FOOD, FACTS and FADS

Exploring the sense and nonsense of food and health


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Another Reason for Increasing Vegetables in Your Diet?

Dementia and cognitive decline are becoming more of a public health issue as our population ages. Recent data show adults continue to consume too few fruits and vegetables; overall, 12.2% met fruit intake recommendations and 9.3% met vegetable intake recommendations during 2015. Consumption was lower among men, young adults, and adults with greater poverty. I may add that most of the favored choices of vegetables  in the U.S. are potatoes (starchy) followed by tomatoes (not exactly green or leafy). Scientifically speaking the tomato is a fruit. However, FYI, Nix v. Hedden, 149 U.S. 304 (1893), was a decision by the Supreme Court of the United States that, under U.S. customs regulations, the tomato should be classified as a vegetable rather than a fruit.

A recent study published in Neurology reported that consuming more non-starchy  leafy greens and cruciferous (broccoli and cauliflower) vegetables had a preventive effect on mental decline in an older population (average age was 81).  However, any increase in any vegetable intake appears to be one of the smartest thing you can do for your heart and/or brain. It also helps to tailor your diet to a more plant-based approach.

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Can Alzheimer’s Disease Be Prevented?

 

It is too bad that prevention is not emphasized more often to the younger population in order to possibly prevent the ravages of chronic diseases later in life. Research suggest that cognitive decline can at least be delayed by “healthy” lifestyle choices earlier in life rather than after the offending damage has occurred.

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The younger population appears to be less healthy than previous generations of the same age group affecting retirement age and health care costs. For more, CLICK HERE.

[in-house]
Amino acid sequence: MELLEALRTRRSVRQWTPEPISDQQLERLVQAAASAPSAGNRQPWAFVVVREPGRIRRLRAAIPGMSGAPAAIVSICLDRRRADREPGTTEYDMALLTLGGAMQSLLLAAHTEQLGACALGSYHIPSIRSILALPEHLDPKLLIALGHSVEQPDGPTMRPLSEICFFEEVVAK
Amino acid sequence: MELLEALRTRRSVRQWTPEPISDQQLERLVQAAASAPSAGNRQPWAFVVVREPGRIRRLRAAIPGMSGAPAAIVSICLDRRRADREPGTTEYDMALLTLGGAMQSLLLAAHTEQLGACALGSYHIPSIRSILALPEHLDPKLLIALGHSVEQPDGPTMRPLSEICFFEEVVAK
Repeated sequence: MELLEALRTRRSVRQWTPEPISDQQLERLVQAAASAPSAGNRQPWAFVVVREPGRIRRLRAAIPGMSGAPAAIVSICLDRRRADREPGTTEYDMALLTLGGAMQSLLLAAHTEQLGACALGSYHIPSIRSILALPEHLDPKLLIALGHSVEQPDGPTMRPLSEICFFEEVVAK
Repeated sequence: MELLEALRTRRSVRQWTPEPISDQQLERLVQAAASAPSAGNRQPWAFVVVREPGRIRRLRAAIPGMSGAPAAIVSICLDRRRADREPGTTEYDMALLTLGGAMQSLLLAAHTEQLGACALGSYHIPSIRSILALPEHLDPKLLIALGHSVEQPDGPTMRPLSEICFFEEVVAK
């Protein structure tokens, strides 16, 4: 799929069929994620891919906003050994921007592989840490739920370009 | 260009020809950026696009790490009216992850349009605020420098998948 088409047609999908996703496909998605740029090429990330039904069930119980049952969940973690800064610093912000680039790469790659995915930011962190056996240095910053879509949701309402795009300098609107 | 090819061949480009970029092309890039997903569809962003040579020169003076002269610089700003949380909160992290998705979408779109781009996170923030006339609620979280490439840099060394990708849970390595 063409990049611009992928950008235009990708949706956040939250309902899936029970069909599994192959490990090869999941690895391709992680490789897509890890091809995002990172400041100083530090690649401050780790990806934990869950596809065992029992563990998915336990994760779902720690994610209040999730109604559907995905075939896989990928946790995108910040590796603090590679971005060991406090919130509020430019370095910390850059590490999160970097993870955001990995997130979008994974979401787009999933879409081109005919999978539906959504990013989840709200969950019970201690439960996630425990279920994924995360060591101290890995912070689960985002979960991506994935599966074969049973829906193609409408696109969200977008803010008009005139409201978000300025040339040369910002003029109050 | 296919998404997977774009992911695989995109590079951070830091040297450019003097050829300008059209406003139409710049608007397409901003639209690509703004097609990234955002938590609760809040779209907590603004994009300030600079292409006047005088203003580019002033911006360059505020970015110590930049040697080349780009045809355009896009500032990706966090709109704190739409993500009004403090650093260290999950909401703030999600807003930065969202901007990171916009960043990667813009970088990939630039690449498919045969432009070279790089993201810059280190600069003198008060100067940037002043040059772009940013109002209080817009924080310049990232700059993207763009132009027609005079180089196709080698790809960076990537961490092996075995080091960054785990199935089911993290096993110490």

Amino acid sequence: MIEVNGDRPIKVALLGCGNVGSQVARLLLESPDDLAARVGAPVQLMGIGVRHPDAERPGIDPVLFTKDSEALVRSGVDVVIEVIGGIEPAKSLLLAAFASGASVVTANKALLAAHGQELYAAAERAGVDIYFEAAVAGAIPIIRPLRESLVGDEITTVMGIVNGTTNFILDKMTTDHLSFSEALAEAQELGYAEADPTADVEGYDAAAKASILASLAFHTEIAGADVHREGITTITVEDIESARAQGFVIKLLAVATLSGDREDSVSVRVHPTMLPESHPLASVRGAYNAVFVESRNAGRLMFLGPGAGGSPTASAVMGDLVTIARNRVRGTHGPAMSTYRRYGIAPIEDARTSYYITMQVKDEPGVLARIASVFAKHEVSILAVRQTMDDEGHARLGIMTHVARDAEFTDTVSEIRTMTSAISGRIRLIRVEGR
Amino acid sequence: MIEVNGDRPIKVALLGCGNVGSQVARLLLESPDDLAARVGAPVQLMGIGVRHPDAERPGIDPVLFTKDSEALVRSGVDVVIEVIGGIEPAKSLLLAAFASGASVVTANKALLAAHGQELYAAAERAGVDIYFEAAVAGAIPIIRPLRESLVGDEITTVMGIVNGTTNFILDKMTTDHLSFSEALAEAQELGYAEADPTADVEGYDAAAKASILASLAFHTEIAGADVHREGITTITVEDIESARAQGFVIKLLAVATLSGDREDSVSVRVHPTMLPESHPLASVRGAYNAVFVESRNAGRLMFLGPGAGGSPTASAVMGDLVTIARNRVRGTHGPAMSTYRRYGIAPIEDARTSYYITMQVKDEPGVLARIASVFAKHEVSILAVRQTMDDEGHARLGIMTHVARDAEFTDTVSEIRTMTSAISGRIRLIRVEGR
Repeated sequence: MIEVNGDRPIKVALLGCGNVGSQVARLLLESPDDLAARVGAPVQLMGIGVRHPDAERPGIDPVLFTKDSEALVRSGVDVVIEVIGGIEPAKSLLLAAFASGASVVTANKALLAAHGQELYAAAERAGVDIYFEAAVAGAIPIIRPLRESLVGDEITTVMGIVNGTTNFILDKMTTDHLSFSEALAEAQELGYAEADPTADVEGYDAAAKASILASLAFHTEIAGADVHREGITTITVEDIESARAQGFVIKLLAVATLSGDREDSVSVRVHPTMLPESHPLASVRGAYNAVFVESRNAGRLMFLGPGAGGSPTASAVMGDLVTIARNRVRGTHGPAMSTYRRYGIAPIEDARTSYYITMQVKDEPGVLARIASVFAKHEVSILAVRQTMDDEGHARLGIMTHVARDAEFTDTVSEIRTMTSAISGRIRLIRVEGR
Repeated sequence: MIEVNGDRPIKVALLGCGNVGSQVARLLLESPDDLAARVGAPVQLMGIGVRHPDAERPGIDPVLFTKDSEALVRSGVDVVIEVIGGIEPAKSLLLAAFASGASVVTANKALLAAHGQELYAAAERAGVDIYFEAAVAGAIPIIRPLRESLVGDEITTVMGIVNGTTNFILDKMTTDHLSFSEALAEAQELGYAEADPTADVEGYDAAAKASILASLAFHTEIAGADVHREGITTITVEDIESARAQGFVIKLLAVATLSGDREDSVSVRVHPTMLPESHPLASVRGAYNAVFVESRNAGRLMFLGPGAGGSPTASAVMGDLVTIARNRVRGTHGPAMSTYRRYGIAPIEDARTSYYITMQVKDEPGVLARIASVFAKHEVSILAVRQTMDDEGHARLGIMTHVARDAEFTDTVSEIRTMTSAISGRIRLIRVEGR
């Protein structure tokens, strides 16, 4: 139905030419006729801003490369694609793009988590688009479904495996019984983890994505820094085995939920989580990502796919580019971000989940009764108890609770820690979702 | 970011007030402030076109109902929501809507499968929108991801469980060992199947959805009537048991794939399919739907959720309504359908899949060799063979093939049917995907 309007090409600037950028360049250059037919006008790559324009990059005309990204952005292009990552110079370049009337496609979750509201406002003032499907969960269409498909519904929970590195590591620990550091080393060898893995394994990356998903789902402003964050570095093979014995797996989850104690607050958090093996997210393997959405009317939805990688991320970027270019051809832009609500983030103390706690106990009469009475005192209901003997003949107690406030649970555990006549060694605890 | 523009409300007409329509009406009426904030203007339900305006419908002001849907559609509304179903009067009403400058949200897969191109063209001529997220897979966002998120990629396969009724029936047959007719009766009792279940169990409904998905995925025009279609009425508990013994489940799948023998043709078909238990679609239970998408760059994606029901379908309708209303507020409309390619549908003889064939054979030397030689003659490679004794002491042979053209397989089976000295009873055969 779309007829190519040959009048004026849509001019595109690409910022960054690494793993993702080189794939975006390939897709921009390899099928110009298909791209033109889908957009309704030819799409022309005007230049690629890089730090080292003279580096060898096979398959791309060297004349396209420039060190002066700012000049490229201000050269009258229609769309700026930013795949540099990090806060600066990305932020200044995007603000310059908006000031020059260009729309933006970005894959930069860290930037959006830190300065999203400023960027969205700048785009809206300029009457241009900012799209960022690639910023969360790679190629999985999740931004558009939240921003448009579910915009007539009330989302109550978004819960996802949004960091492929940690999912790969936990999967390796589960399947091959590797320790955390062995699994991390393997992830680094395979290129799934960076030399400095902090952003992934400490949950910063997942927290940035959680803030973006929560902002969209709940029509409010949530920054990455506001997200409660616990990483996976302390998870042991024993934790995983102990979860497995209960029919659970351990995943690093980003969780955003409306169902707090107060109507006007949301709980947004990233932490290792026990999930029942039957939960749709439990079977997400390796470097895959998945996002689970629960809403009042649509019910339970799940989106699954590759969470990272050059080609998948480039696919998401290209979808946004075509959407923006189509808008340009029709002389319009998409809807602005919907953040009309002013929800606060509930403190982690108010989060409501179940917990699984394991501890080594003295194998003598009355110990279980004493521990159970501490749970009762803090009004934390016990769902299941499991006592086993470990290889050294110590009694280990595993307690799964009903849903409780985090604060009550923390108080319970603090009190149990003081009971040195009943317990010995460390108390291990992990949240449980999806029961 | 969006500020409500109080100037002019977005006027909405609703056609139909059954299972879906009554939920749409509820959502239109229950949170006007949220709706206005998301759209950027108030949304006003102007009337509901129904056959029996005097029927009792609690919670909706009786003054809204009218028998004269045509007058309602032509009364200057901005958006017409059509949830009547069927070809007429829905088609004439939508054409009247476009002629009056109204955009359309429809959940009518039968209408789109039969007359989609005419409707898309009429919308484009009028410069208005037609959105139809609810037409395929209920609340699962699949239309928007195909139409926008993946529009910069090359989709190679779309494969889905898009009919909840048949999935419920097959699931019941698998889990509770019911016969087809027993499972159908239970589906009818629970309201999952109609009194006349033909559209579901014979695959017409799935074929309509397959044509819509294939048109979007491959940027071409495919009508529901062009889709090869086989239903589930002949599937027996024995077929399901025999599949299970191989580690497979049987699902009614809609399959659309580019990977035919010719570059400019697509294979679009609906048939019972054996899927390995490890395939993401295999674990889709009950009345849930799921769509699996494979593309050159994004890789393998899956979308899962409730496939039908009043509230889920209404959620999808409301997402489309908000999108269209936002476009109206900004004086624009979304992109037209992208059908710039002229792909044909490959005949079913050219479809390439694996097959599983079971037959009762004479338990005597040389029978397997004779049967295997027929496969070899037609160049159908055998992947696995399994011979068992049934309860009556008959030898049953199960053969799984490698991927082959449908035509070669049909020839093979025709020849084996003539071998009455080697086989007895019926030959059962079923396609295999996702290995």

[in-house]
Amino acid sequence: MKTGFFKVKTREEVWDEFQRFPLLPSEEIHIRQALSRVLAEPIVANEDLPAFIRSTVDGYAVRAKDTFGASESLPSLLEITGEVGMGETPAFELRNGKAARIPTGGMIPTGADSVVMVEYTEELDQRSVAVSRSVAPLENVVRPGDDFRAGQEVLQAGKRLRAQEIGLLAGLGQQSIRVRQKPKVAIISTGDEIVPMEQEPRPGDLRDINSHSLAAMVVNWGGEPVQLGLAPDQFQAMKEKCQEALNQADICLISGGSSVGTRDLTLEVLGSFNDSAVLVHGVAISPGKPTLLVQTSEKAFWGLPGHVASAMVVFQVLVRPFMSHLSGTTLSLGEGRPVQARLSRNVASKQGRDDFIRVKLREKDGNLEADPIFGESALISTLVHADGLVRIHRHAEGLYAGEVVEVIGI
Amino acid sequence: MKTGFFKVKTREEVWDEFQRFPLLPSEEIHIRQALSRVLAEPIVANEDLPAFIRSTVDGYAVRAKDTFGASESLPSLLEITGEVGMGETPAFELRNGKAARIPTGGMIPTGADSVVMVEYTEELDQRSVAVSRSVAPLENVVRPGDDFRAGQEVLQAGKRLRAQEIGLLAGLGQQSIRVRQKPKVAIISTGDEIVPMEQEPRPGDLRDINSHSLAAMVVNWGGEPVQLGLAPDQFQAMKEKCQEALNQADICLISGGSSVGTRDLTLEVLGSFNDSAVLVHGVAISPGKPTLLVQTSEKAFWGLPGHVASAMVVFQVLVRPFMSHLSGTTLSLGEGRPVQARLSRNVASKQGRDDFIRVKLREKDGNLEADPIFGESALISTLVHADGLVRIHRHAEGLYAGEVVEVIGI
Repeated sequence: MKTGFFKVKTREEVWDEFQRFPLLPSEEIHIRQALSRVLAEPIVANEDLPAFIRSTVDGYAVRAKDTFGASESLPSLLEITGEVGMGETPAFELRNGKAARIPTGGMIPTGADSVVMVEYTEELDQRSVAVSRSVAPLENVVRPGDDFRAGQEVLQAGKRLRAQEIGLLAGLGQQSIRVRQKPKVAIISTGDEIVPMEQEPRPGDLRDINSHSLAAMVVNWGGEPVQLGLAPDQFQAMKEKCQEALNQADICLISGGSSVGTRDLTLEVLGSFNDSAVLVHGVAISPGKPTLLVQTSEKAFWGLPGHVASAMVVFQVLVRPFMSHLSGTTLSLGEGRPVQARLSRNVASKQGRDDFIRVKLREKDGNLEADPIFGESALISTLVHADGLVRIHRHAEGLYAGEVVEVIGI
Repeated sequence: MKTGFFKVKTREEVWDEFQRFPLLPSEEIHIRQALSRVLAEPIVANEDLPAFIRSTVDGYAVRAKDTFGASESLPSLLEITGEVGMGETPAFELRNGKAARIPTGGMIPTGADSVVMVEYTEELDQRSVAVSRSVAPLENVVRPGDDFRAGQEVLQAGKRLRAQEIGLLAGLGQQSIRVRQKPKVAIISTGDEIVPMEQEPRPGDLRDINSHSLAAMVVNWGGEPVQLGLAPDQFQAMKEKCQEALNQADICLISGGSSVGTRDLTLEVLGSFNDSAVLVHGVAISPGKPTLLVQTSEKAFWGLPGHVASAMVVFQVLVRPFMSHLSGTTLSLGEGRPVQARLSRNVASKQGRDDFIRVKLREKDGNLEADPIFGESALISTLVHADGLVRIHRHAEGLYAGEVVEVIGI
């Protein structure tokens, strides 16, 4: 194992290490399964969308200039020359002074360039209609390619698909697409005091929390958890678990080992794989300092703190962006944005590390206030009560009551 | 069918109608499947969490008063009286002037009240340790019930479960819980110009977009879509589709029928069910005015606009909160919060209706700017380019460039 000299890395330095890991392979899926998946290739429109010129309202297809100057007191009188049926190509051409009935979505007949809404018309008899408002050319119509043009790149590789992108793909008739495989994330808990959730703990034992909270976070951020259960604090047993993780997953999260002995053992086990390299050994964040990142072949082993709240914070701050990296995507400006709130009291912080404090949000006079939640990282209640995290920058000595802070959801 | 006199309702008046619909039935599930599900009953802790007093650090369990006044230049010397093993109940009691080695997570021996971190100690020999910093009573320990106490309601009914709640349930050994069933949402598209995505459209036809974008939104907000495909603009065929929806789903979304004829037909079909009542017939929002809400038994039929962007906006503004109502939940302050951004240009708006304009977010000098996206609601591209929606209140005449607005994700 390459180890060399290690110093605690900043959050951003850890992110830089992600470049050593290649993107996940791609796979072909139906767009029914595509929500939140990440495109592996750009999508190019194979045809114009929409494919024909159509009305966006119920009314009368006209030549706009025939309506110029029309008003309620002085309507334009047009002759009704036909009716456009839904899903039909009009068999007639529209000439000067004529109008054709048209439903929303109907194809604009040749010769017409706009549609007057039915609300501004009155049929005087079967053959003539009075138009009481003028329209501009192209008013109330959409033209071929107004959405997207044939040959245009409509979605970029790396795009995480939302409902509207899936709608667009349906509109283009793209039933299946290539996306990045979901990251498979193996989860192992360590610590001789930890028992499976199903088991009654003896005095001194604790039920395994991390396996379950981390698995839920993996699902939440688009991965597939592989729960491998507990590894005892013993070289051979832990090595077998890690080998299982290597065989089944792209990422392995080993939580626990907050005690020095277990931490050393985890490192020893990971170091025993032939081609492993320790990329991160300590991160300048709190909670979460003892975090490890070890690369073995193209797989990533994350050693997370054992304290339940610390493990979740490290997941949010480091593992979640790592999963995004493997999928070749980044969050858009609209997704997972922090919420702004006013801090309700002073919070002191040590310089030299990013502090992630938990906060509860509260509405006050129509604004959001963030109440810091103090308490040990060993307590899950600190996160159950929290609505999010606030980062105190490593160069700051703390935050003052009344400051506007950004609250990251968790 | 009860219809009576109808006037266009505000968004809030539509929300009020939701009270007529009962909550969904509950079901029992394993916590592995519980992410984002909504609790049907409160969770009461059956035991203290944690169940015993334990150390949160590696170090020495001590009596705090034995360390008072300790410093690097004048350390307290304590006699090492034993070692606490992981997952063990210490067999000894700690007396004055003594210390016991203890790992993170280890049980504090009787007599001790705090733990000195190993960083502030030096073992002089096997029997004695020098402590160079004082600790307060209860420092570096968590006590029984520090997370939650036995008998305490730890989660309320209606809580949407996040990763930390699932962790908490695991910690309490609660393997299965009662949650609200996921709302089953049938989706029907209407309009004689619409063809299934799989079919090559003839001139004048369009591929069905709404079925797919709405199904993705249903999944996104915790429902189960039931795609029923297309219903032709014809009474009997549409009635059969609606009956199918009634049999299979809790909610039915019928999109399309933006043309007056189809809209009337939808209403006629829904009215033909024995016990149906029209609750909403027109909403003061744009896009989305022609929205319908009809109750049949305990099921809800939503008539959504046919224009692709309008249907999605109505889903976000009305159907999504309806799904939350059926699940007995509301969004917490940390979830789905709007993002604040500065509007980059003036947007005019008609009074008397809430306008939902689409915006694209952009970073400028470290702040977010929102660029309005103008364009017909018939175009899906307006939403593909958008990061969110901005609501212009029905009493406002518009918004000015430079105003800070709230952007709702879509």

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Brain Supplements?

How many times have we heard  this advice?  Get your nutrients from foods, not supplements. When there is any effect, more than likely it is working through the placebo effect.  As a general rule, if you eat less than 1200 kcal a day, you may consider taking a multivitamin/multi-mineral supplement. Also if you are a vegan, you should consider getting your vitamin B12 from fortified foods.   A B12 deficiency is more likely due to a problem from poor absorption rather than from a low intake alone. Even though vitamin B12 is a water-soluble vitamin, blatant deficiency is rare because the body stores and reuses it efficiently. Check with your doctor about your vitamin B12 status and diet supplement use especially if you are elderly or on a restricted diet of any kind.

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The Brain and Sweeteners?

The headlines screamed “diet soda” but the studies also included some disturbing results from sugary drinks, too. There is an inexpensive, widely available, low calorie alternative – it is called water. In other words, the advice often given is “don’t drink your calories”.

There is no doubt that these studies require further research to establish reproducible results  and to further elucidate on what is happening to the brain in the presence of natural and/or artificial sweeteners.

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